Shake the WallsIf anyone’s paying attention you might have noticed that I wrote about Marcus Bonfanti earlier this year when he did an unplugged gig in the very un-blues setting of the Hippodrome Casino where he previewed some of the songs from his album “Shake the Walls” which is released on Monday June 17 on Jigsaw (SAW4).  The acoustic preview was a bit like a pencil drawing of painting; it gave a hint of the big picture but a lot of the colours and textures were missing.  With his classic blues band line-up of bass (Scott Wiber), drums (Alex Reeves) and Hammond organ (Paddy Milner) on the album, the arrangements are filled out perfectly, with the exception of “The Bittersweet” which was written as a solo acoustic piece and works perfectly in that format.

The album starts in the way I like albums to start, with a statement of intent.  “Alley Cat” opens with a rising guitar riff before the band kicks in followed by Marcus’s full-throated blues growl and we’re off and running with “Cheap Whisky” next up in a similar vein.  The album covers a wide range of blues styles from the electric high-powered blues of “Jezebel” to the acoustic “We All Do Bad Sometimes”, the country-styled “Blind Alley” and the solo classic “The Bittersweet”.  “Shake the Walls” demonstrates the full range of Marcus Bonfanti’s instrumental and vocal abilities from all-out raucous electric workouts to acoustic ballads and all stops in between.  The sequencing of the album is absolutely spot on as well; after every couple of stompers, there’s a change of pace with to an acoustic blues or something with a gentler country inflection.

If you wanted a perfect showcase for Marcus Bonfanti’s work, then this it.  He’s perfectly convincing as a player with all of the styles on the album from the opening riff-based electric songs to the solo acoustic album closer “The Bittersweet”.  What sets Marcus apart from the many great blues players around at the moment (and there are a lot of them out there) is the quality and power of his voice.  It works over the whole dynamic range of the album and he can do it live as well.  If you wanted a comparison for this album I think Rory Gallagher at his peak, in the “Calling Card” era, is about right.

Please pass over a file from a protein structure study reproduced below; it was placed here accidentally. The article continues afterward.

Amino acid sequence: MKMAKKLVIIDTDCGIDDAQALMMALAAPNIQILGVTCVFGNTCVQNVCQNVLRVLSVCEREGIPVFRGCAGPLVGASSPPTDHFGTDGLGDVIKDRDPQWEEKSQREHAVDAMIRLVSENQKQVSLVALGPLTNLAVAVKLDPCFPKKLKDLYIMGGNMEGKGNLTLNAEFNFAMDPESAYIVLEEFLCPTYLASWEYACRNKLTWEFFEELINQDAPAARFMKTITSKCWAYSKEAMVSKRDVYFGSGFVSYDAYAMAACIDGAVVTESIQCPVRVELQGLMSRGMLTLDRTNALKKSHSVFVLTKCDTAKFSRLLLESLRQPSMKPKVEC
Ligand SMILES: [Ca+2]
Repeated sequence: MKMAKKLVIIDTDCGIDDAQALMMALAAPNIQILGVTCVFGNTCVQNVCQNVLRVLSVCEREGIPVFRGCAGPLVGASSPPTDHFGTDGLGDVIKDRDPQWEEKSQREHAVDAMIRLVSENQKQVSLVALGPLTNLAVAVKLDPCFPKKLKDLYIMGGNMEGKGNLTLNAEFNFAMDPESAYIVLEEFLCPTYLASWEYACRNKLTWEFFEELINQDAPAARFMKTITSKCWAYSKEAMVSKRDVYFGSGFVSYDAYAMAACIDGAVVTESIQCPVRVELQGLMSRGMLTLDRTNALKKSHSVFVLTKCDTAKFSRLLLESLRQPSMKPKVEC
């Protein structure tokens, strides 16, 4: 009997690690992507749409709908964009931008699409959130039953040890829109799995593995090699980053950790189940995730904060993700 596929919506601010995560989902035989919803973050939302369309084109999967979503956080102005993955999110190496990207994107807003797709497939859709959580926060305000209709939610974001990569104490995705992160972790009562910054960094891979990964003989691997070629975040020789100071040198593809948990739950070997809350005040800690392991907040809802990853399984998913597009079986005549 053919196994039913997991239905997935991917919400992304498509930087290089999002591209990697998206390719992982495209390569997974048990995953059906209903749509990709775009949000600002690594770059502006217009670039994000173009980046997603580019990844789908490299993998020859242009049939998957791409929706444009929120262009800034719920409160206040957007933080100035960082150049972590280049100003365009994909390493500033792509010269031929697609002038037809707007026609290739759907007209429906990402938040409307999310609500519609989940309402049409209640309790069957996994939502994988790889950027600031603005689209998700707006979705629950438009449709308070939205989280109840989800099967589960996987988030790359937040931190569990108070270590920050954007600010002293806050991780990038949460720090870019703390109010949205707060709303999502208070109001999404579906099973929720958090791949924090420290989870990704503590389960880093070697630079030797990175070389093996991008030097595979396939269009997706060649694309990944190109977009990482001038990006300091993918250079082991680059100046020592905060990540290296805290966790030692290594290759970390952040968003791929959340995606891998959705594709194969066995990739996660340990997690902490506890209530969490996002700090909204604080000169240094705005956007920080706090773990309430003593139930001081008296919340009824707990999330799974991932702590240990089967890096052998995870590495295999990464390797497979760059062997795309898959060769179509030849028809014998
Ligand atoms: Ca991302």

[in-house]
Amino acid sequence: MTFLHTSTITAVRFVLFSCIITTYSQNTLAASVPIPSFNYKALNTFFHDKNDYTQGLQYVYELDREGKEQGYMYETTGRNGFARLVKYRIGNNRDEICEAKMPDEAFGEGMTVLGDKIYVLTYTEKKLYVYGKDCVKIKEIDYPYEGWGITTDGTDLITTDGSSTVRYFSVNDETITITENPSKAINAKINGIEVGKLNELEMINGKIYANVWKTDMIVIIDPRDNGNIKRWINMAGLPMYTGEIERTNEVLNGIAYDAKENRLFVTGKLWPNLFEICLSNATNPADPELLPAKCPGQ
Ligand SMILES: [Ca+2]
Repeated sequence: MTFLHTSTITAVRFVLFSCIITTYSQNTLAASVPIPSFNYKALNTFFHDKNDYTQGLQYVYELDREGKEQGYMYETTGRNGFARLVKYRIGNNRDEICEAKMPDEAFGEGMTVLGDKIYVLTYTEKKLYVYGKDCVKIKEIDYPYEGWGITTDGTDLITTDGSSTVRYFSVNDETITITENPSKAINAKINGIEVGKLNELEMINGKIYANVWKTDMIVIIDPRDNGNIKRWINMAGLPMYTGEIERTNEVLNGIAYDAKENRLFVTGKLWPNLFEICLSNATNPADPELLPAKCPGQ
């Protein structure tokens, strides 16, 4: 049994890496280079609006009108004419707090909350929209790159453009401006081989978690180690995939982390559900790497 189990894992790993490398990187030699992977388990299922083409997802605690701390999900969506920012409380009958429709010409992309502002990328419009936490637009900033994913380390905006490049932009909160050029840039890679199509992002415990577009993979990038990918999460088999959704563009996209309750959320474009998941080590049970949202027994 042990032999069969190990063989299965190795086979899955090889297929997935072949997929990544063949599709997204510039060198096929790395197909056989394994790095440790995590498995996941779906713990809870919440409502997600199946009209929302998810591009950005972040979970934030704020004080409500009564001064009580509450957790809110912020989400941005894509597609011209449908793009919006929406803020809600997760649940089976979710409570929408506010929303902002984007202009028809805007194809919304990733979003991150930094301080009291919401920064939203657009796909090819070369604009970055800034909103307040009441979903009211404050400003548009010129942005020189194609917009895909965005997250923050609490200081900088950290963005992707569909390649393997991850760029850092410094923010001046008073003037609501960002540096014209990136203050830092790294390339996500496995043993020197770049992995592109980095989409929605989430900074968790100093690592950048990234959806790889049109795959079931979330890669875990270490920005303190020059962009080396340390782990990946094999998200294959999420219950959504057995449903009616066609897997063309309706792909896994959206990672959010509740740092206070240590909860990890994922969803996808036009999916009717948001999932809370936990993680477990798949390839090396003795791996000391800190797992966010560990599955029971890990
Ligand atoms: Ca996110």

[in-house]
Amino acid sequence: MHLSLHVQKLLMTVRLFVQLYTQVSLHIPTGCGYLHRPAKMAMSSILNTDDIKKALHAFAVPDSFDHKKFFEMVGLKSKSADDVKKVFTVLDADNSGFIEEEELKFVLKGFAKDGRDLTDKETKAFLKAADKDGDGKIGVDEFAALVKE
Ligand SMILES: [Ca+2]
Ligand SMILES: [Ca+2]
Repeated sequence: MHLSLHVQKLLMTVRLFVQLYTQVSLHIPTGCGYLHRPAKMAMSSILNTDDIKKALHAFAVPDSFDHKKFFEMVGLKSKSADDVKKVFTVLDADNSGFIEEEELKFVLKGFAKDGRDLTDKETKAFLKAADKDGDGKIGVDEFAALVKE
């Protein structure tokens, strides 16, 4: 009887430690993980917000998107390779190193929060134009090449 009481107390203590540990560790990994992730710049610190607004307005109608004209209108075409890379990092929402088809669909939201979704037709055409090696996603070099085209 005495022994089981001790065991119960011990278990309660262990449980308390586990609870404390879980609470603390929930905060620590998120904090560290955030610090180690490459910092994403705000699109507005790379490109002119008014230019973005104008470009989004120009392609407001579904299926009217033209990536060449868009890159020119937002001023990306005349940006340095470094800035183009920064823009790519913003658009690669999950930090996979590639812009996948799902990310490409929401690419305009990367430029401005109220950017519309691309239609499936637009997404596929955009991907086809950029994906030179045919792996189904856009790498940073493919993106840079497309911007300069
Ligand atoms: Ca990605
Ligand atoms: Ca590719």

The only thing that I’m not sure about on “Shake the Walls” is the quality of the lyrics.  I know that blues at the moment is much more about the poetry of the playing, but a lot of the lyrics here are the old blues clichés of whisky and bad women.  The chorus of the opening track starts with the lines “She got the claws out like an alley cat, she got the impact of a heart attack”.  It’s not quite as bad as Duran Duran’s “serious as a nuclear war”, but it’s going down that same highway.  But I guess if you wanted clever, meaningful lyrics you would all be listening to Jackson Browne albums and not British blues.

Anyway, it’s a small criticism because I love the playing, the arrangements and the dynamics of the album.  It’s not just one for the blues purists; there are lots of different musical styles on offer here.  Get the album when it’s released on Monday but, even better, go out and see Marcus and the band on tour from Thursday June 20.  You can get the dates and even a free download of “Cheap Whisky” from his website.


Marcus Bonfanti (Photo by Allan McKay)

I’ll be quite honest, The Hippodrome Casino is probably one of the last places in London I thought I’d be sitting in watching a British blues player. Marcus Bonfanti’s show is part of a solo tour which is mainly about trying out songs from the new album (out in May) live in an intimate setting.  The Matcham Room is on the first floor of the Hippodrome Casino in Leicester Square and you get there by making your way through the main gaming floor and lots of squeaky-clean and hyper-polite staff.  The room is set up cabaret-style with tables (table service only), small booths and a balcony; and don’t even ask about the drinks prices.  Ok then, I’ll tell you; over a fiver for a bottle of Corona.

All of this is irrelevant when Marcus Bonfanti ambles on stage; the audience are his and they’re very enthusiastic.  He’s best known for his guitar playing, so obviously he started his set with an unaccompanied blues holler.  He has a powerful blues voice but, the second he picks up a guitar, you know you’re in the presence of a huge talent.  The solo format leaves the performer with nowhere to hide on stage but it’s obvious from the outset that it holds no fears for Marcus Bonfanti.  He’s very engaging and self-deprecating, and casually throws out humorous anecdotes between songs which keep the performer/audience rapport alive during the inevitable guitar changes and re-tunings.

On this tour Marcus uses 3 guitars; a 6-string acoustic, a Telecaster and a resonator.  Although this is a solo set, there’s a huge variation in style and dynamics from the modern misery of “Sweet Louise” to the traditional stomp of “God’s Gonna Cut You Down” and the rousing slide workouts.  During the 2 sets Marcus played, he demonstrated his mastery of finger-picking, bottleneck slide and Chicago electric blues (and the rest) using old and new songs including “Blind Alley”, “Jezebel”, “The Bittersweet”, “My Baby Don’t Dance” and “Cheap Whisky”.  As a taster set this works perfectly, because I can’t wait for the album now and the chance to hear the songs played live by the band when they tour to promote the album.

Marcus Bonfanti is a major British talent as a blues guitarist, songwriter and singer and this solo showcase emphasises his abilities while whetting the appetite for the full band appearances which will come in support of the new album.  If you’re even vaguely interested in blues, then you really should make the effort to see Marcus when he tours to support the album.